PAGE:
By Terry Gaspard, MSW, LICSW
Recent studies have shown that forgiveness is an essential component of successful romantic relationships. In fact, the capacity to seek and grant forgiveness is one of the most significant factors contributing to marital satisfaction and a lifetime of love.
Forgiving yourself and others is about being willing to acknowledge that you are capable of being wounded. It also means that you are willing to step out from the role of victim and take charge of your life.
Couples who practice forgiveness can rid themselves of the toxic hurt and shame that holds them back from feeling connected to each other.
In The Science of Trust, Dr. John Gottman explains that emotional attunement is a skill that allows couples to fully process and move on from negative emotional events, and ultimately create a stronger bond.
Resentment Leads to Emotional and sexual Distance
Abby has felt resentment and anger towards her husband Rob ever since she found out he has been communicating with his ex-girlfriend Samantha through text messages and emails. Rob has apologized and accepted responsibility for his actions, but Abby is unwilling to forgive him.
Over the last two months, Abby has shut down sexually and emotionally. She’s been giving Rob the silent treatment and has told him repeatedly that she’s unsure about his commitment to their marriage.
Abby puts it like this: “Rob says they’re just friends but I don’t buy it. I just can’t seem to get over my feelings of resentment toward him. During our marriage, we’ve gotten over many hurdles, including adjusting to crazy work schedules and trouble with in-laws. But this issue is too big.”
The problem with holding on to resentment toward your partner is that it often leads to withdrawal and a lack of vulnerability. Over time, this can erode trust. In Abby’s case, she has been bottling up feelings of anger and resentment for some time and she’s lost trust in Rob’s intentions.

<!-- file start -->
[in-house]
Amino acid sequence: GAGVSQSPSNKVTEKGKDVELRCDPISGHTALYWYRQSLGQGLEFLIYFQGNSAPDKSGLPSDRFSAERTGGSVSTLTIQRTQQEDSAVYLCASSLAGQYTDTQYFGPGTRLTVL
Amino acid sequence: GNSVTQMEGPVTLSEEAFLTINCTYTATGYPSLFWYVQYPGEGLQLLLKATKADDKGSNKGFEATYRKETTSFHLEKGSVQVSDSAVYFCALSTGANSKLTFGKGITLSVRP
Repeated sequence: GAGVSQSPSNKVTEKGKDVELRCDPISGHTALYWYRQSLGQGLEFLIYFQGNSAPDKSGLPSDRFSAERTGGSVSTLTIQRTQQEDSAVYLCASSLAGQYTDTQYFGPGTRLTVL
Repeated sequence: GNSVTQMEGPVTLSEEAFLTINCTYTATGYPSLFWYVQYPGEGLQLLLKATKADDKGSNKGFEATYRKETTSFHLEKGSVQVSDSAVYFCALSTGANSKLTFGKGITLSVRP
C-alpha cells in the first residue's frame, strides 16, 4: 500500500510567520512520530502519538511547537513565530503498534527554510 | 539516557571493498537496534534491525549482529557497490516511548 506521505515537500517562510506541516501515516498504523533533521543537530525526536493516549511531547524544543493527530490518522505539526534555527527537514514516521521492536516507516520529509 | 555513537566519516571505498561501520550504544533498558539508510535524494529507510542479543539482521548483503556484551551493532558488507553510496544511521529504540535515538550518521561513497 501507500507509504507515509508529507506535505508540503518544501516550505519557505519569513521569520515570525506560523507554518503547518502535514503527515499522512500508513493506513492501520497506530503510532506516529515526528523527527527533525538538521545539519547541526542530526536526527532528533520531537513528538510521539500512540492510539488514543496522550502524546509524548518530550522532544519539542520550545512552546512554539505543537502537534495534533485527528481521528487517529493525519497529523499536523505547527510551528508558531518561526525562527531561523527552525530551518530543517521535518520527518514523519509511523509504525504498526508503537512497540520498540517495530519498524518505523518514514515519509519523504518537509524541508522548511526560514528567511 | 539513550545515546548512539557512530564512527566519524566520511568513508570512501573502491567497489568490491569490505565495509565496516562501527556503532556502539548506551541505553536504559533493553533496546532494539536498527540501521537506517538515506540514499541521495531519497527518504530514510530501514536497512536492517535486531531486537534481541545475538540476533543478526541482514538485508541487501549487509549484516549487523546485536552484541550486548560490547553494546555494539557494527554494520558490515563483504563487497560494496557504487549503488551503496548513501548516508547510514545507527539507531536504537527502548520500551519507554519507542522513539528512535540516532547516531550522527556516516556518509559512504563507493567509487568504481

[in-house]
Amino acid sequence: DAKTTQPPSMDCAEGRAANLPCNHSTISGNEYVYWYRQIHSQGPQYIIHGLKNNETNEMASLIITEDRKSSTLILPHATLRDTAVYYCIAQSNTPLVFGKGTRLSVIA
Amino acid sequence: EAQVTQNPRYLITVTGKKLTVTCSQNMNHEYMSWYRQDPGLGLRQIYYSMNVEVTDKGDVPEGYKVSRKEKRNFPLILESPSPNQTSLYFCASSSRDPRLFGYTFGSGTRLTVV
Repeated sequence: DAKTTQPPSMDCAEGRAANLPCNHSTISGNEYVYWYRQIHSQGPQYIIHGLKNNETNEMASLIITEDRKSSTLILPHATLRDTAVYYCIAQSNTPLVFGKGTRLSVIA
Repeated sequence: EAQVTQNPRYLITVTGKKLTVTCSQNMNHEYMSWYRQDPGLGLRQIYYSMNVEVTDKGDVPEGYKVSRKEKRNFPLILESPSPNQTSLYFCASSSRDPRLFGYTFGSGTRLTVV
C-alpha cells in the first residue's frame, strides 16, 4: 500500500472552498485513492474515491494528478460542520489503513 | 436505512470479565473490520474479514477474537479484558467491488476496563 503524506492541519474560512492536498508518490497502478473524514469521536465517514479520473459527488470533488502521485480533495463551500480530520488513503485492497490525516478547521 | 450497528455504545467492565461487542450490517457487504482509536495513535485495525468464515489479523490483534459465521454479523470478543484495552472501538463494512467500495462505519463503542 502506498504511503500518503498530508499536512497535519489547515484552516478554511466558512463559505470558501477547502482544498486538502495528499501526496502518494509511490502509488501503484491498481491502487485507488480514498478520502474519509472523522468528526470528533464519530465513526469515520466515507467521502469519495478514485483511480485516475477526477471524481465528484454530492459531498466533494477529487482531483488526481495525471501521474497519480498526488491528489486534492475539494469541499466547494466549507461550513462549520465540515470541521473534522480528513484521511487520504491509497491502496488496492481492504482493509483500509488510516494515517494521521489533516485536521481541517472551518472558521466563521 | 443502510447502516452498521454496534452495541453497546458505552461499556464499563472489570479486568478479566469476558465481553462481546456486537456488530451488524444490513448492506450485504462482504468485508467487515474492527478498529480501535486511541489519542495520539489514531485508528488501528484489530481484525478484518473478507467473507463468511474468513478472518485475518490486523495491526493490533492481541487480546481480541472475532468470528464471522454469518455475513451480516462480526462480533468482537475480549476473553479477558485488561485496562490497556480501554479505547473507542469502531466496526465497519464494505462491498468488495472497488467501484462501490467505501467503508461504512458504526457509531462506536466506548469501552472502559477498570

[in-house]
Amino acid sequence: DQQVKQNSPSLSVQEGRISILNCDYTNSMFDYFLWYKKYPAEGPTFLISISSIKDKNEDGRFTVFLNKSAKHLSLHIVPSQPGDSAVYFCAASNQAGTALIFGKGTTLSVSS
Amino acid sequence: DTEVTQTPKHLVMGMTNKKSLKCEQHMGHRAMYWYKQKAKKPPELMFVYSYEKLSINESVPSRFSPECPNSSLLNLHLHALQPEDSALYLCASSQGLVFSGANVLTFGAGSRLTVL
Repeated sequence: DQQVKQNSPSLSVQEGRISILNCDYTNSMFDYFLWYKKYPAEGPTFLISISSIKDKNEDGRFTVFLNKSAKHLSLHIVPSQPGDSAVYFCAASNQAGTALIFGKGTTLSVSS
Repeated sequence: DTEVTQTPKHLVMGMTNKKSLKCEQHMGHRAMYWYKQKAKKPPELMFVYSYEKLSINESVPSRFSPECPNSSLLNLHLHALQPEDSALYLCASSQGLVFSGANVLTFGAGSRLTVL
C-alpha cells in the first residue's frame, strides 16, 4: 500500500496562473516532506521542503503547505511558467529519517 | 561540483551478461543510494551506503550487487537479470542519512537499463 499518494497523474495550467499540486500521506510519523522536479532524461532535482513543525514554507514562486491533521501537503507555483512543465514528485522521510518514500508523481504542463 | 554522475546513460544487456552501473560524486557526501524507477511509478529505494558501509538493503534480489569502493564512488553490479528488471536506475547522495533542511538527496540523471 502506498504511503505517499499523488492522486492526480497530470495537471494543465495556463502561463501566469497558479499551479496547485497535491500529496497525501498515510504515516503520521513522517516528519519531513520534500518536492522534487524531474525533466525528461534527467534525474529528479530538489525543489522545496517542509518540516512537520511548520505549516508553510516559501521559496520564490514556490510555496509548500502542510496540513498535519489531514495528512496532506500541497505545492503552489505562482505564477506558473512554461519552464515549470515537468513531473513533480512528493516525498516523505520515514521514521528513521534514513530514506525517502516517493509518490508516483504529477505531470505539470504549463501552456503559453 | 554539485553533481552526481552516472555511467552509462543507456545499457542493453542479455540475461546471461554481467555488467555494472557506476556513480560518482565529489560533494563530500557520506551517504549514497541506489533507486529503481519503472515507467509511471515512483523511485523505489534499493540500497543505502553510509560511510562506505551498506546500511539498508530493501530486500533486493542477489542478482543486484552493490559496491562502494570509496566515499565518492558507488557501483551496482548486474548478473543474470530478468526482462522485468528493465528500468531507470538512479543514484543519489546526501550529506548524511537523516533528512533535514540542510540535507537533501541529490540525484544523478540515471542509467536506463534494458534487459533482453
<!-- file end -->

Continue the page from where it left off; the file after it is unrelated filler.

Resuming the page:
In an effort to protect herself, Abby is unwilling to engage in what Dr. John Gottman refers to as repair attempts with Rob. This couple is stuck in a negative pattern of interaction and Abby is not acting with goodwill toward Rob – an essential element of a successful marriage.
Abby continues: “I can’t get over the fact that Rob has been communicating with Stephanie behind my back. It’s such a betrayal. I found out about it by reading a text message and recognized her name immediately. Even though I knew they were still friends, it hurts that he was hiding being in touch since she moved back home.”
Is it possible for Abby to rebuild trust in Rob after feeling betrayed? Gradually, Rob must be willing to put his relationship with Abby first and demonstrate trustworthiness through his words and actions. Abby would be wise to extend trust to Rob and not automatically assume the worst. In time, she may rebuild trust by taking responsibility for her own reactions and changing her mistrustful mindset.
For instance, if Abby is thinking like a forgiving person, she might adopt a perspective that assumes it’s possible that Rob simply made an error in judgment by not telling her about his contact with his ex. Or, it’s possible he believed he couldn’t be completely open and honest with Abby because she expressed jealousy in the past (about his ex) and he feared losing her.